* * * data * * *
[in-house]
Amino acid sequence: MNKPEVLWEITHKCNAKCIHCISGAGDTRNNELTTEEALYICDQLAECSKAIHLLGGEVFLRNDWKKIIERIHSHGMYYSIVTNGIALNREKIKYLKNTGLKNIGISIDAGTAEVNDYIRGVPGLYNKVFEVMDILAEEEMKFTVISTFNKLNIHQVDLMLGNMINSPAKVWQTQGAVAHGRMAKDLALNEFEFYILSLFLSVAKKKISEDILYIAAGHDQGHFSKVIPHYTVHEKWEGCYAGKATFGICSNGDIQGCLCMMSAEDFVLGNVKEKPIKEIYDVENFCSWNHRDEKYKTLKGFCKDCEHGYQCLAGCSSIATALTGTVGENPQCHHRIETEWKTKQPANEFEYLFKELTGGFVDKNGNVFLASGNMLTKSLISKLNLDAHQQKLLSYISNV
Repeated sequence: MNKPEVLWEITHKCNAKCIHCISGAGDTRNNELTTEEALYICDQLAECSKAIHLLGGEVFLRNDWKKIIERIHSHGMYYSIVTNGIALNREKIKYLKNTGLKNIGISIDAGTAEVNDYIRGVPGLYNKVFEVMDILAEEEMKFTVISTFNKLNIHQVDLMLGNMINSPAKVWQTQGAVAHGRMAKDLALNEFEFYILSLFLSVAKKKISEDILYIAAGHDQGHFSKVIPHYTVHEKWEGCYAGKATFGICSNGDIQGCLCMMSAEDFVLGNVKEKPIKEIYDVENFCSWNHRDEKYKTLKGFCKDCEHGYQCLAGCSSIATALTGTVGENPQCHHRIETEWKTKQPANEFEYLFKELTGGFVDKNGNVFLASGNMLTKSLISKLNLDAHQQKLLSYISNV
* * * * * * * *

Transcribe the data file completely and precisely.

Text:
[in-house]
Amino acid sequence: MNKPEVLWEITHKCNAKCIHCISGAGDTRNNELTTEEALYICDQLAECSKAIHLLGGEVFLRNDWKKIIERIHSHGMYYSIVTNGIALNREKIKYLKNTGLKNIGISIDAGTAEVNDYIRGVPGLYNKVFEVMDILAEEEMKFTVISTFNKLNIHQVDLMLGNMINSPAKVWQTQGAVAHGRMAKDLALNEFEFYILSLFLSVAKKKISEDILYIAAGHDQGHFSKVIPHYTVHEKWEGCYAGKATFGICSNGDIQGCLCMMSAEDFVLGNVKEKPIKEIYDVENFCSWNHRDEKYKTLKGFCKDCEHGYQCLAGCSSIATALTGTVGENPQCHHRIETEWKTKQPANEFEYLFKELTGGFVDKNGNVFLASGNMLTKSLISKLNLDAHQQKLLSYISNV
Repeated sequence: MNKPEVLWEITHKCNAKCIHCISGAGDTRNNELTTEEALYICDQLAECSKAIHLLGGEVFLRNDWKKIIERIHSHGMYYSIVTNGIALNREKIKYLKNTGLKNIGISIDAGTAEVNDYIRGVPGLYNKVFEVMDILAEEEMKFTVISTFNKLNIHQVDLMLGNMINSPAKVWQTQGAVAHGRMAKDLALNEFEFYILSLFLSVAKKKISEDILYIAAGHDQGHFSKVIPHYTVHEKWEGCYAGKATFGICSNGDIQGCLCMMSAEDFVLGNVKEKPIKEIYDVENFCSWNHRDEKYKTLKGFCKDCEHGYQCLAGCSSIATALTGTVGENPQCHHRIETEWKTKQPANEFEYLFKELTGGFVDKNGNVFLASGNMLTKSLISKLNLDAHQQKLLSYISNV